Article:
Shake-Up at Credit Suisse, Mühlemann Out, Keilholz New Board Chairman

September 20, 2002

Credit Suisse (CS), the parent company of U.S. investment bank Credit Suisse First Boston (CSFB) and the Winterthur Group, has ousted its Chairman and CEO Lukas Mühlemann, following a number of negative developments.

Mühlemann, the former Chairman and CEO of Swiss Re, was primarily responsible for the Group’s acquisition of Winterthur in 1997, shortly after he took over. In 2000 he acquired investment bank Donaldson Lufkin & Jenrette (DLJ) from France’s AXA Group for $12.4 billion. Neither acquisition has worked out.

Winterthur has continued to perform poorly. CS was required to provide 1.7 billion Swiss Francs ($1.12 billion) in additional capital to the insurer last June, and may have to put up more funds in the near future. It bought DLJ at the top of the bull market, and by most accounts paid way too much for it. A one-time leader in the junk bond investment field, it’s seen its activities decrease dramatically in the current global equity crisis.

Mühlemman will be succeeded as CS Board Chairman by Swiss Re CEO Walter Keilholz, who took over from Mühleman when he left Swiss Re. He intends, however, to retain his post at the world’s second largest reinsurer. CS will have two new CEO’s to replace Mühlemann.

Current CSFB head John Mack, the former president of Morgan Stanley, will share executive duties with Oswald “Ossi” Gruebel, who currently heads CS’s financial services unit.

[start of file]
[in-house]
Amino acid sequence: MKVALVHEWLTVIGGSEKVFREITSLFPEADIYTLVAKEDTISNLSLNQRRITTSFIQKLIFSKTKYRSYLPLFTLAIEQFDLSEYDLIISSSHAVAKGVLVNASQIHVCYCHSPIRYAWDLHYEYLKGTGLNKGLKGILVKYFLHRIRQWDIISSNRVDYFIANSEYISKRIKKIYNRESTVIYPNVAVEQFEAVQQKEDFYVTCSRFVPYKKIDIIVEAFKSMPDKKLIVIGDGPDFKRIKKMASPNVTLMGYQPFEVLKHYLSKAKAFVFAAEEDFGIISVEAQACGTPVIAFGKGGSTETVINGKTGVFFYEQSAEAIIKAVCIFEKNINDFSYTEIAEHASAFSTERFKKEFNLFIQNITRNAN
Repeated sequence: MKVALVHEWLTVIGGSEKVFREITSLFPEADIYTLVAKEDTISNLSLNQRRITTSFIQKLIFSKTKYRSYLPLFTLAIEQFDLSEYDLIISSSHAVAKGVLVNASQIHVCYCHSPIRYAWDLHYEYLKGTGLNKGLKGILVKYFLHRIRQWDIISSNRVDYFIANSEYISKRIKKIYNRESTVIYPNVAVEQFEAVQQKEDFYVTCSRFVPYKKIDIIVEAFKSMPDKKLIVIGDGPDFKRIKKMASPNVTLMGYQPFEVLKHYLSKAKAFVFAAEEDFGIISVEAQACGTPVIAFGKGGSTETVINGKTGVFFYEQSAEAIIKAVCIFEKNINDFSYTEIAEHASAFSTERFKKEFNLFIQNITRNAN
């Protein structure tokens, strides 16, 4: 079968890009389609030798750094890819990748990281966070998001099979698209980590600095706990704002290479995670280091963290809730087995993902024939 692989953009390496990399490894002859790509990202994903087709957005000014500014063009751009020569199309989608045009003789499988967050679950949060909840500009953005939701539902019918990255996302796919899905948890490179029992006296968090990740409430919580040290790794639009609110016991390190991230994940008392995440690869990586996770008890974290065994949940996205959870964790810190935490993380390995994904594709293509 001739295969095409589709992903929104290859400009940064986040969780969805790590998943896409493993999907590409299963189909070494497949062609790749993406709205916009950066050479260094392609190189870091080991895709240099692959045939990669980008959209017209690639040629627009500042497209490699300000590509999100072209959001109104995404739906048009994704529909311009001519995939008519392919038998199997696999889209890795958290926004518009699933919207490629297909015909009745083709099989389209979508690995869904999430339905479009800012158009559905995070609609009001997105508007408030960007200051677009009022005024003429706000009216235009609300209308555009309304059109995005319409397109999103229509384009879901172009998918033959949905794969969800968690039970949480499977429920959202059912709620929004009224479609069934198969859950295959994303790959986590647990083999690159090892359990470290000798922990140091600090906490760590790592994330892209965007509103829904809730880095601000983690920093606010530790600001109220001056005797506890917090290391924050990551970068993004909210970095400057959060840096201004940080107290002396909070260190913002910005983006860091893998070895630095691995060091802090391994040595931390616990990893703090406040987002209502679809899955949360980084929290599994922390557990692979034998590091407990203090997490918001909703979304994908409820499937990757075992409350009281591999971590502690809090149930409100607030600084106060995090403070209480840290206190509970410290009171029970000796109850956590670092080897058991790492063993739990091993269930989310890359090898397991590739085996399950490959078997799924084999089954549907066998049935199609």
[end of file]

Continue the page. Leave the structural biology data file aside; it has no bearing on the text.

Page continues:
The move prompted speculation that CS would eventually divest itself of CSFB, which in spite of giving the Swiss bank a powerful position in the American investment banking market, has cost it a lot of money. Such a decision might also be affected by the ongoing investigation by New York State attorney general Eliot Spitzer into alleged conflicts of interest by some of the bank’s stock market analysts.

Winterthur has already sold off some of its business, notably to XL Capital, and it too may be up for sale shortly. Analysts, however, doubt that CS could find a buyer for it that would be willing to pay anywhere near its value given the present depressed state of the global stock markets, particulalrly in the insurance industry.

Keilholz, Mack and Gruebel will certainly have to do something. CS shares have lost nearly two-thirds of their value so far this year, leaving many investors wondering what the banking group will do to try and improve its performance.

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